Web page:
Do you recall this statement: “Some people will remember, when General Gowon left Nigeria with half the Central Bank of Nigeria, so it is said, and moved to London”?
It was made by a Conservative Member of British Parliament, Tom Tugendhat, last Monday, while debating possible sanctions against Nigeria over the alleged killings during the October #EndSARS protest. That statement stirred an instant irritation amongst many Nigerians.
Perhaps, stooping to pressure from friends and family, Gowon, in an exclusive interview with the BBC, gave a short response: “I don’t know where he got that rubbish from. I served Nigeria diligently and my records are there for all to see.”
It does not take much to realise that the British lawmaker spoke carelessly and recklessly. There was nothing to show he had his facts before coming public with the fallacy. And to make a mess of such rash grandstanding, he claimed: “so it is said.” By who, where, when, how?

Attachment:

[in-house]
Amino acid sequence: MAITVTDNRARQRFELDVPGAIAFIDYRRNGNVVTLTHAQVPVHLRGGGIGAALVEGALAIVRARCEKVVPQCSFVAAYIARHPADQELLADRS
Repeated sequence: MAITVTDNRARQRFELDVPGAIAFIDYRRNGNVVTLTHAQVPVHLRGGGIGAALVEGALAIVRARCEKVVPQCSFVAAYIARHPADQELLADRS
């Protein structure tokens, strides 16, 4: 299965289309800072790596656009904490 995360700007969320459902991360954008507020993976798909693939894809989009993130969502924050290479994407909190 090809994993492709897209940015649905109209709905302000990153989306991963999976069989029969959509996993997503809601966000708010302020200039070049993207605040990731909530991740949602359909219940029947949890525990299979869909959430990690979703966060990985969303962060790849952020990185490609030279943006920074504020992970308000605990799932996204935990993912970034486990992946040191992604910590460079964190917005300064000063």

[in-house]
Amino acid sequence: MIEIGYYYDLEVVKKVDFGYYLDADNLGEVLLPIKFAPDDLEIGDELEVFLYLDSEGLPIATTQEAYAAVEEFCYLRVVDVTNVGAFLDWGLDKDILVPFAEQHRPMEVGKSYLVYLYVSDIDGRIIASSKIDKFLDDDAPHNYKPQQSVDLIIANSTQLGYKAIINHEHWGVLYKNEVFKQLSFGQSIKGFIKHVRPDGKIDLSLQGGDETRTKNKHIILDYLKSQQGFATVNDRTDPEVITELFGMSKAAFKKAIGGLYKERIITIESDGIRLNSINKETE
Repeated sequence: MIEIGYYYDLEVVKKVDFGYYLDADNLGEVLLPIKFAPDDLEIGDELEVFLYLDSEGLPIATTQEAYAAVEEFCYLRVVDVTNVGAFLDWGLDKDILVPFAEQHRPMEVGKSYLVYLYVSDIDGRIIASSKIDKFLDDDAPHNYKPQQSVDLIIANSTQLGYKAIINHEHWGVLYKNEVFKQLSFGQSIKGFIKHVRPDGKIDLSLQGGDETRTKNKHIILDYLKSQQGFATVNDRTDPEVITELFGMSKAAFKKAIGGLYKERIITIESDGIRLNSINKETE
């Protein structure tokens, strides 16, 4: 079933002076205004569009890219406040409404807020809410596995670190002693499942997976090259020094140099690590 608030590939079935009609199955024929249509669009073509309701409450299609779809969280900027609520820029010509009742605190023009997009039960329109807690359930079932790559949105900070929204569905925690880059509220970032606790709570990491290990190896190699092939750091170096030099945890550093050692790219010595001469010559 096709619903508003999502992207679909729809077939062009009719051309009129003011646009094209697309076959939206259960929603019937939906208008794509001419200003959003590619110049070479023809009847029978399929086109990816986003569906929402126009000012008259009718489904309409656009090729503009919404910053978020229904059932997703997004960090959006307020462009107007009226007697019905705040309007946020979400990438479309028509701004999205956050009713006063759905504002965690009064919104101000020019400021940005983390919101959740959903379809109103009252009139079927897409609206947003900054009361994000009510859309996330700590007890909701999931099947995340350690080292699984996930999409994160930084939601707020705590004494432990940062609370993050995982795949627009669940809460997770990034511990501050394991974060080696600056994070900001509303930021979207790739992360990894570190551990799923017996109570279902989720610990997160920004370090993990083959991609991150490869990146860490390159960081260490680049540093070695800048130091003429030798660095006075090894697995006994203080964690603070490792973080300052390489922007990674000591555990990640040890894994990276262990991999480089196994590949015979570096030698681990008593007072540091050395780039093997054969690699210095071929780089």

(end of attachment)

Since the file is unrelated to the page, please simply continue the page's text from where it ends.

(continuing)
That some people even reckoned he should be given a benefit of the doubt directly insulted the collective sensibility of decent Nigerians.
Gowon is not infallible but definitely one of the few Nigerian leaders, who boast a character that is unimpeachable.
Thus, making away with half the central bank was too ludicrous and impossible a claim that anyone should have listened to in the first place. Evidently, those who gave the clown a chance to espouse his twaddle did, because of the colour of his skin, and not as a result of the content of his brain or character.